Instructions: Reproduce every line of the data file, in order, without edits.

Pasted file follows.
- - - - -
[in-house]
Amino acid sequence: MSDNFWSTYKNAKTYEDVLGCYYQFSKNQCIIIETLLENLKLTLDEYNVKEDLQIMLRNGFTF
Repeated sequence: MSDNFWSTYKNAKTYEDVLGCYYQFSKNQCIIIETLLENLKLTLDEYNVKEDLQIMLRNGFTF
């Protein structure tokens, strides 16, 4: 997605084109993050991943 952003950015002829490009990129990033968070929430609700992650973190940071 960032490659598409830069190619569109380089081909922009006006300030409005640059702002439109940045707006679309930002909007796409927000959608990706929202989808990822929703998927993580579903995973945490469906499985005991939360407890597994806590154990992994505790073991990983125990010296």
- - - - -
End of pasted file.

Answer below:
[in-house]
Amino acid sequence: MSDNFWSTYKNAKTYEDVLGCYYQFSKNQCIIIETLLENLKLTLDEYNVKEDLQIMLRNGFTF
Repeated sequence: MSDNFWSTYKNAKTYEDVLGCYYQFSKNQCIIIETLLENLKLTLDEYNVKEDLQIMLRNGFTF
């Protein structure tokens, strides 16, 4: 997605084109993050991943 952003950015002829490009990129990033968070929430609700992650973190940071 960032490659598409830069190619569109380089081909922009006006300030409005640059702002439109940045707006679309930002909007796409927000959608990706929202989808990822929703998927993580579903995973945490469906499985005991939360407890597994806590154990992994505790073991990983125990010296």